So yesterday I had the opportunity and the rare pleasure of introducing my friend Yettie to the bees of suburban Loami. I hope you get to do this as well this year.
Yettie wanted to see the inside of the hive and learn about what the bees were up to on a nice summer day.
I wanted to see why the girls were spastically producing so much honey all of a sudden. And then we took one frame off for tasting!
It was fun pointing out the various items to Yettie and showing how the bees were moving. Even showing the equipment and tools and patterns was great fun.
One of the things I realized while talking with Yettie, was that I take many aspects of beekeeping for granted.
For example, when the hive is opened, I'm listening to the hive. It's hard to describe but I can tell when the bees are "angry" or settled by their sound. Similarly, the smell of the hive tells me about it's general health and the state of their production. I'm sniffing for sour smells that might tell me that there's foul brood or mouse urine, or some other nasty element that's afoot. And of course, I'm always looking for the dreaded varroa mites!
So there have been many bee-keeper mentors in my life and I have been working toward helping new beekeepers get started or get to the next step.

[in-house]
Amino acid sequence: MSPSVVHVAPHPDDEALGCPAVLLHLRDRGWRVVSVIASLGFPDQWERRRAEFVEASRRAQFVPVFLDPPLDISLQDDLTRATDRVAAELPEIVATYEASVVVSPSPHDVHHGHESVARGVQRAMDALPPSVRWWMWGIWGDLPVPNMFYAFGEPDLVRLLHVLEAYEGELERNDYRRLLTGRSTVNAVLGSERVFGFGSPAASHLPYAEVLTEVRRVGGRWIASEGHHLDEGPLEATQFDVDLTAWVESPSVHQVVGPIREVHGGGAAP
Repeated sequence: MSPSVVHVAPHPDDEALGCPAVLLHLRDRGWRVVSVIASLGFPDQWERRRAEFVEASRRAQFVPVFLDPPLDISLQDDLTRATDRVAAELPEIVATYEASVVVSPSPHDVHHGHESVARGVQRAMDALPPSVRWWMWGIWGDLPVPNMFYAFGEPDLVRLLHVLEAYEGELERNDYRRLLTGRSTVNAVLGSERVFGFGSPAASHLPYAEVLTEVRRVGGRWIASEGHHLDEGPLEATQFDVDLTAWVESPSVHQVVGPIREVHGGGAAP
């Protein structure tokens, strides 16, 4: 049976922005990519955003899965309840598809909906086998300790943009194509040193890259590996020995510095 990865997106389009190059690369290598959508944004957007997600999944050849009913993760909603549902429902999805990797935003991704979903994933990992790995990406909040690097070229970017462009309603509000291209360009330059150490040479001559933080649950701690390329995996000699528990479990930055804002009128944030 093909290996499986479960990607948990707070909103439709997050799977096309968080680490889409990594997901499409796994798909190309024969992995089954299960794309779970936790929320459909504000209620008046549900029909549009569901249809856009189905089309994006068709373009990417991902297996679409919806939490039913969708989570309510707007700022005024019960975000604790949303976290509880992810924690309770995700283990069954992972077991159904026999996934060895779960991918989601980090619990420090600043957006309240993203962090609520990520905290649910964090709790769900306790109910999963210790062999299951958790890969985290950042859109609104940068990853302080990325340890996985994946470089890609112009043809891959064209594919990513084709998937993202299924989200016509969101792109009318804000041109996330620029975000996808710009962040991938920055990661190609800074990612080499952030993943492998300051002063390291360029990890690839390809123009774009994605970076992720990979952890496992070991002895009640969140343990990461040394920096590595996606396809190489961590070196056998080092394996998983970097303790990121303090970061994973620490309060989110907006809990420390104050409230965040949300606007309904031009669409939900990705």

When I got back into beekeeping, LLBK set me up with new bees, training, hardware, etc. The cost of the hobby was insignificant compared to all the help and free advice I got from these dedicated people.
I can't tell you how satisfied (and proud) I felt seeing Cynthia's work unfold.
Looks like Cynthia and Matt are well on their way to showing the next beekeepers how to do it.
So my question for you is: Who have you helped get started in beekeeping? What are you doing to show the next generation or the neighbor who's always asking questions about your bees, how to get into this very rewarding hobby?
Until next time, we will see you around the hive.